International organizations, such as the United Nations (UN) and the World Trade Organization are multilateral in nature. The main proponents of multilateralism have traditionally been the middle powers such as Canada, Australia, Switzerland, the Benelux countries and the Nordic countries. Larger states often act unilaterally, while smaller ones may have little direct power in international affairs aside from participation in the United Nations (by consolidating their UN vote in a voting bloc with other nations, for example). Multilateralism may involve several nations acting together as in the UN or may involve regional or military alliances, pacts, or groupings such as NATO. As these multilateral institutions were not imposed on states but were created and accepted by them in order to increase their ability to seek their own interests through the coordination of their policies, much of these international institutions lack tools of enforcement while instead work as frameworks that constrain opportunistic behaviour and points for coordination by facilitating exchange of information about the actual behaviour of states with reference to the standards to which they have consented.[4]


Recently the term "Regional Multilateralism" has been proposed suggesting that  "contemporary problems can be better solved at the regional rather than the bilateral or global levels" and that bringing together the concept of regional integration with that of multilateralism is necessary in today’s world.[5]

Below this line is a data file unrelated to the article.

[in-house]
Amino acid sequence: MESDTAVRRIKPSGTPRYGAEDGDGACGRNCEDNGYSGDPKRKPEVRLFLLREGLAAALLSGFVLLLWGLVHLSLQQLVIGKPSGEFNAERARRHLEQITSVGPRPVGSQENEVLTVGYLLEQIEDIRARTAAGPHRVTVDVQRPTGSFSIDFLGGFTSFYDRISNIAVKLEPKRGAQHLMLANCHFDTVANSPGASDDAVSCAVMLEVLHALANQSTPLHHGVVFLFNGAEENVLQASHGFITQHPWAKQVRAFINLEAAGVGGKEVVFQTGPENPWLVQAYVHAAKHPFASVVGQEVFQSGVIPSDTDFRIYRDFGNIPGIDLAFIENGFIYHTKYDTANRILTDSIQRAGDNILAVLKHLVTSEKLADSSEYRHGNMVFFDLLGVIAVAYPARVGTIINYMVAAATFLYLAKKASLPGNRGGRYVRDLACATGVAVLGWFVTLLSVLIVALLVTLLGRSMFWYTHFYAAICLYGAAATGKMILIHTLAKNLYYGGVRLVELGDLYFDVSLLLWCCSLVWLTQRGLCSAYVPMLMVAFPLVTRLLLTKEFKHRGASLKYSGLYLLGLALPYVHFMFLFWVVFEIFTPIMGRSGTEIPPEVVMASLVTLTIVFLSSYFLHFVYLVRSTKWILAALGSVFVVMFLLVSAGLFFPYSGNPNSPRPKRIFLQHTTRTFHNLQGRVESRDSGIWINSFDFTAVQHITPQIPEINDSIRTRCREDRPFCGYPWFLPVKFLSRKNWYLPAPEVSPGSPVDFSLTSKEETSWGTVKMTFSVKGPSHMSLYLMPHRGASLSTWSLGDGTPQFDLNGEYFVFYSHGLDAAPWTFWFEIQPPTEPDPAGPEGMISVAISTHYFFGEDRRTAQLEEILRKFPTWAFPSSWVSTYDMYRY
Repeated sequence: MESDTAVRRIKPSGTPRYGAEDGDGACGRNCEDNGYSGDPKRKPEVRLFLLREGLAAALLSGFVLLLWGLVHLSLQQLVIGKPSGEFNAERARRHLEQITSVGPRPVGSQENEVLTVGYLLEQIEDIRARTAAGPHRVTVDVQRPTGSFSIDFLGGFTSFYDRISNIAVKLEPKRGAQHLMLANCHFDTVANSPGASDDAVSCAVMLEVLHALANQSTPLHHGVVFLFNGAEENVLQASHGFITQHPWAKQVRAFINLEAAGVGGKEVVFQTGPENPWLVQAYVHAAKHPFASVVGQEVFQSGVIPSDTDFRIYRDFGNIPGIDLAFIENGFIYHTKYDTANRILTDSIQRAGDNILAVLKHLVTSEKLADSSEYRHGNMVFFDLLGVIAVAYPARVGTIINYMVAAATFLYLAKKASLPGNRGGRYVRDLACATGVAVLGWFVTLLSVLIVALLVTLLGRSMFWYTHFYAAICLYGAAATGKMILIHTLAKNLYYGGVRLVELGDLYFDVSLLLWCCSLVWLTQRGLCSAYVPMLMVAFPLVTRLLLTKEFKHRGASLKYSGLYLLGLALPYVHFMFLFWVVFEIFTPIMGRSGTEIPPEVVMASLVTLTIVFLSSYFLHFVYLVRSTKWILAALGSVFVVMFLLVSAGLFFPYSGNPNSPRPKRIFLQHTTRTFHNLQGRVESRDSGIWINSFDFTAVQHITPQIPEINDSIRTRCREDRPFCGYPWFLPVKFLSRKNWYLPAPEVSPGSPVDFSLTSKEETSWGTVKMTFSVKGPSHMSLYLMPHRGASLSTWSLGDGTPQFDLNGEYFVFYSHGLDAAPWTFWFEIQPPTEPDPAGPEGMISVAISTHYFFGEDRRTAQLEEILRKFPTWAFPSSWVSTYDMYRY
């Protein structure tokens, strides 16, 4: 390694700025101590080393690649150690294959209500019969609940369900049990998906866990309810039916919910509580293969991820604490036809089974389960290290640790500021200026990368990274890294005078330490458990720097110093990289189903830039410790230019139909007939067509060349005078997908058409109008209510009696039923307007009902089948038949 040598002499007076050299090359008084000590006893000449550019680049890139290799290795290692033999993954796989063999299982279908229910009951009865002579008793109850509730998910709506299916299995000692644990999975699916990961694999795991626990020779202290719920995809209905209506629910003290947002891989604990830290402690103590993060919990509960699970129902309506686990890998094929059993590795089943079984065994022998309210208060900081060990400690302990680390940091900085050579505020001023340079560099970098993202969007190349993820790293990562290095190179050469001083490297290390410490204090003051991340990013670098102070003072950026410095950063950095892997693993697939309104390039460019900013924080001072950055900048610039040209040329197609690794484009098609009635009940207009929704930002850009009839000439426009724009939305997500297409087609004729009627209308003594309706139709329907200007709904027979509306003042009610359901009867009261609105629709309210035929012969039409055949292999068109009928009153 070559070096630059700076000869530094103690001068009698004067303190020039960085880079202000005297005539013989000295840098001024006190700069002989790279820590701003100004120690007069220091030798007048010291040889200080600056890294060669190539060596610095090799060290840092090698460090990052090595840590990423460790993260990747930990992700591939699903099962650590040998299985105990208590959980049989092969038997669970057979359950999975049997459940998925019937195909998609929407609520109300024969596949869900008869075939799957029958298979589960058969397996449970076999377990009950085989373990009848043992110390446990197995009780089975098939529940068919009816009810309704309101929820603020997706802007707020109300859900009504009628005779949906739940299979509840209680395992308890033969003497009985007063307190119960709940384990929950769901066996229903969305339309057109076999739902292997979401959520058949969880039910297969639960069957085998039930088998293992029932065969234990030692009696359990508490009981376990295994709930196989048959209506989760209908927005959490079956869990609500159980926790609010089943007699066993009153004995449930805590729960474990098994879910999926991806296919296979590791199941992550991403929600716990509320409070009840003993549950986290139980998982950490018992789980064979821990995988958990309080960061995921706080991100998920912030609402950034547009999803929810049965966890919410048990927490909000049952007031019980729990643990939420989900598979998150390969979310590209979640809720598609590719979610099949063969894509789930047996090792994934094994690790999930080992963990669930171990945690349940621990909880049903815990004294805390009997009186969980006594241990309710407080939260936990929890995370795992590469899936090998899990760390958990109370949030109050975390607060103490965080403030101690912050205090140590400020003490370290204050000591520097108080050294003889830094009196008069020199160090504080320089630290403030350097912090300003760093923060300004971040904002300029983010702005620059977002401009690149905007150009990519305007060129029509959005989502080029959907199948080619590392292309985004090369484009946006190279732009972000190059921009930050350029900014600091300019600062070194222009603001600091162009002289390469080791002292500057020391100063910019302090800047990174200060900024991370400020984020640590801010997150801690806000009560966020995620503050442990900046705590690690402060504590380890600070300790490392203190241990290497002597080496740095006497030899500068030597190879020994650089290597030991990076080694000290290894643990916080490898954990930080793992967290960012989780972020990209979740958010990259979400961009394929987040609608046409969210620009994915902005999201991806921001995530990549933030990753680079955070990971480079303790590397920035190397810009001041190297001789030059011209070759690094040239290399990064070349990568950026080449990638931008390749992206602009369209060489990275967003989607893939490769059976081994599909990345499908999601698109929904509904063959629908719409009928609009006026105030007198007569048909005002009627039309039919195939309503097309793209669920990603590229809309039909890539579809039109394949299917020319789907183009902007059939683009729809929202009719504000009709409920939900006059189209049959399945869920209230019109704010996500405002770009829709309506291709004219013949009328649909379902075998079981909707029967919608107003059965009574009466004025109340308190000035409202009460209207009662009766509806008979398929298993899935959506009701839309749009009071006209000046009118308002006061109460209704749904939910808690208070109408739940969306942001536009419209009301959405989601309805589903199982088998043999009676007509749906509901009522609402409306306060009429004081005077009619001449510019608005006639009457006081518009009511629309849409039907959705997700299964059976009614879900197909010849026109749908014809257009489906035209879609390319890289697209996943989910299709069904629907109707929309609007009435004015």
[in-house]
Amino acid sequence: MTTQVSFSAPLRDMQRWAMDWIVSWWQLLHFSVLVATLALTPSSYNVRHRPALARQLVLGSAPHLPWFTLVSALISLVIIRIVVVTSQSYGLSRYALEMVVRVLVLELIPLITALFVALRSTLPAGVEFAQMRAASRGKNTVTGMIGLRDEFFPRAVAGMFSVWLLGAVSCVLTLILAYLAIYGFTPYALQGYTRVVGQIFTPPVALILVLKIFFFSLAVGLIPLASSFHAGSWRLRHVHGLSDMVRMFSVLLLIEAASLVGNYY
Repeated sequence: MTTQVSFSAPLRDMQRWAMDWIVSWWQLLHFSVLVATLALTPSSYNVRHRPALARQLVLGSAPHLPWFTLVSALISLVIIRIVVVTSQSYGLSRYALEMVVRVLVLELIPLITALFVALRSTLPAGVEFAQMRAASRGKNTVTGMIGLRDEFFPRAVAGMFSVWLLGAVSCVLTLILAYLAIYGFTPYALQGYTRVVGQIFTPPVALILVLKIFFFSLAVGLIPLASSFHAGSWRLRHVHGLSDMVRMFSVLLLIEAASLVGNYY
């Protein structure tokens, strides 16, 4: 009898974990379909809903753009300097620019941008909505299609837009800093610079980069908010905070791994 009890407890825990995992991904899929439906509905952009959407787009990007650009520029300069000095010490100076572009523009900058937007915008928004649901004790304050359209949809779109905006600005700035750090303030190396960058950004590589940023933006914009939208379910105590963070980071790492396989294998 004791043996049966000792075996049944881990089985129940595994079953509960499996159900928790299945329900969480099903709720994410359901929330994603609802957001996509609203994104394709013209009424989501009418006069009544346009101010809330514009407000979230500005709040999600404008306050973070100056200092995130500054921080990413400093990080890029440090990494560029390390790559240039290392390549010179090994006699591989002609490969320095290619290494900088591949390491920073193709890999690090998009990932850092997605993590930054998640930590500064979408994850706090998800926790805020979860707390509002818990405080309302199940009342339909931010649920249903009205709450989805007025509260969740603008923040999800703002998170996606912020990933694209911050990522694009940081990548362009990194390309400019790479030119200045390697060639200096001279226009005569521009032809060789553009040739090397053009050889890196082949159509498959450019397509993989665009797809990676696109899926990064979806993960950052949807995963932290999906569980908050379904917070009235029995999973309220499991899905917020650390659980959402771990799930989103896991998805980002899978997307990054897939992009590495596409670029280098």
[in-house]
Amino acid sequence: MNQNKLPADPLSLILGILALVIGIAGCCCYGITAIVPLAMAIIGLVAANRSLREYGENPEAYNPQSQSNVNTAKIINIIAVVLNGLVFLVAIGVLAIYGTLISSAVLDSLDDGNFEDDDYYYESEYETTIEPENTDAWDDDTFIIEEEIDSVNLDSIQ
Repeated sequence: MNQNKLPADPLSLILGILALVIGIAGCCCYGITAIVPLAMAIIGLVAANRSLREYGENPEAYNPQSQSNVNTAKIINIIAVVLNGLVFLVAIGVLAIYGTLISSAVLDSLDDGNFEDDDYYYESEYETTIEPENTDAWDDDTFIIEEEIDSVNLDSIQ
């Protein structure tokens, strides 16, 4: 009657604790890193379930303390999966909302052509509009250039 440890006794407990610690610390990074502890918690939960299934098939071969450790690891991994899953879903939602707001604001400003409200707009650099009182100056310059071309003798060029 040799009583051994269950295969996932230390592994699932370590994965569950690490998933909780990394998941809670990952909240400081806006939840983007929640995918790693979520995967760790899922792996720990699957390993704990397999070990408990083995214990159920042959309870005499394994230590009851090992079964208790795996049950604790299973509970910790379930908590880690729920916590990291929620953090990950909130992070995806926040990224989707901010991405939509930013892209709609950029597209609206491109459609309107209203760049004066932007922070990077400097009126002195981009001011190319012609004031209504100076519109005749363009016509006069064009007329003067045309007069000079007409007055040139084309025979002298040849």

The converse of multilateralism is unilateralism in terms of political philosophy.

History[edit]

One modern instance of multilateralism occurred in the nineteenth century in Europe after the end of the Napoleonic Wars, where the great powers met to redraw the map of Europe at the Congress of Vienna. The Concert of Europe, as it became known, was a group of great and lesser powers that would meet to resolve issues peacefully. Conferences such as the Conference of Berlin in 1884 helped reduce power conflicts during this period, and the 19th century was one of Europe's most peaceful.[citation needed]